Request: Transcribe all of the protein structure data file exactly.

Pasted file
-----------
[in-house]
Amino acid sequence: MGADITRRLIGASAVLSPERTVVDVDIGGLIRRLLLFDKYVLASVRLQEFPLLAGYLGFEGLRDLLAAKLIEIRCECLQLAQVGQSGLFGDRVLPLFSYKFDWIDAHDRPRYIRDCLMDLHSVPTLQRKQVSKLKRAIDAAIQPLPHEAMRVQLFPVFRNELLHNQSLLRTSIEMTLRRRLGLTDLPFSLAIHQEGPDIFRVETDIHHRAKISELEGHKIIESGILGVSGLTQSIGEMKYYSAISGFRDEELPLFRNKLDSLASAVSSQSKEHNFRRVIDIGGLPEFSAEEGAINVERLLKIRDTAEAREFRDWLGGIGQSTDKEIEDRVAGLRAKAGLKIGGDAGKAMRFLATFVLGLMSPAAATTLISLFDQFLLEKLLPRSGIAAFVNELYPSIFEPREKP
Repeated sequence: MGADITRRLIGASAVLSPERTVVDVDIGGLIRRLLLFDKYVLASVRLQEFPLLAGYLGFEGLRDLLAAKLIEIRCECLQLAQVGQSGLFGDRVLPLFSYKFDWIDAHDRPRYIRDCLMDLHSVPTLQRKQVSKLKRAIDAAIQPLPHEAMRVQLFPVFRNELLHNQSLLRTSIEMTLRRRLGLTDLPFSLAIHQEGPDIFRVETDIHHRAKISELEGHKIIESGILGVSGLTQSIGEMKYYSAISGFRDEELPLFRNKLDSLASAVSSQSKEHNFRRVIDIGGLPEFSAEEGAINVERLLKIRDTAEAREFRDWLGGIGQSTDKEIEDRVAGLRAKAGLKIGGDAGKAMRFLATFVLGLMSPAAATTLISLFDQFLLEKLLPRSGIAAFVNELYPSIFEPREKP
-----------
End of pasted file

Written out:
[in-house]
Amino acid sequence: MGADITRRLIGASAVLSPERTVVDVDIGGLIRRLLLFDKYVLASVRLQEFPLLAGYLGFEGLRDLLAAKLIEIRCECLQLAQVGQSGLFGDRVLPLFSYKFDWIDAHDRPRYIRDCLMDLHSVPTLQRKQVSKLKRAIDAAIQPLPHEAMRVQLFPVFRNELLHNQSLLRTSIEMTLRRRLGLTDLPFSLAIHQEGPDIFRVETDIHHRAKISELEGHKIIESGILGVSGLTQSIGEMKYYSAISGFRDEELPLFRNKLDSLASAVSSQSKEHNFRRVIDIGGLPEFSAEEGAINVERLLKIRDTAEAREFRDWLGGIGQSTDKEIEDRVAGLRAKAGLKIGGDAGKAMRFLATFVLGLMSPAAATTLISLFDQFLLEKLLPRSGIAAFVNELYPSIFEPREKP
Repeated sequence: MGADITRRLIGASAVLSPERTVVDVDIGGLIRRLLLFDKYVLASVRLQEFPLLAGYLGFEGLRDLLAAKLIEIRCECLQLAQVGQSGLFGDRVLPLFSYKFDWIDAHDRPRYIRDCLMDLHSVPTLQRKQVSKLKRAIDAAIQPLPHEAMRVQLFPVFRNELLHNQSLLRTSIEMTLRRRLGLTDLPFSLAIHQEGPDIFRVETDIHHRAKISELEGHKIIESGILGVSGLTQSIGEMKYYSAISGFRDEELPLFRNKLDSLASAVSSQSKEHNFRRVIDIGGLPEFSAEEGAINVERLLKIRDTAEAREFRDWLGGIGQSTDKEIEDRVAGLRAKAGLKIGGDAGKAMRFLATFVLGLMSPAAATTLISLFDQFLLEKLLPRSGIAAFVNELYPSIFEPREKP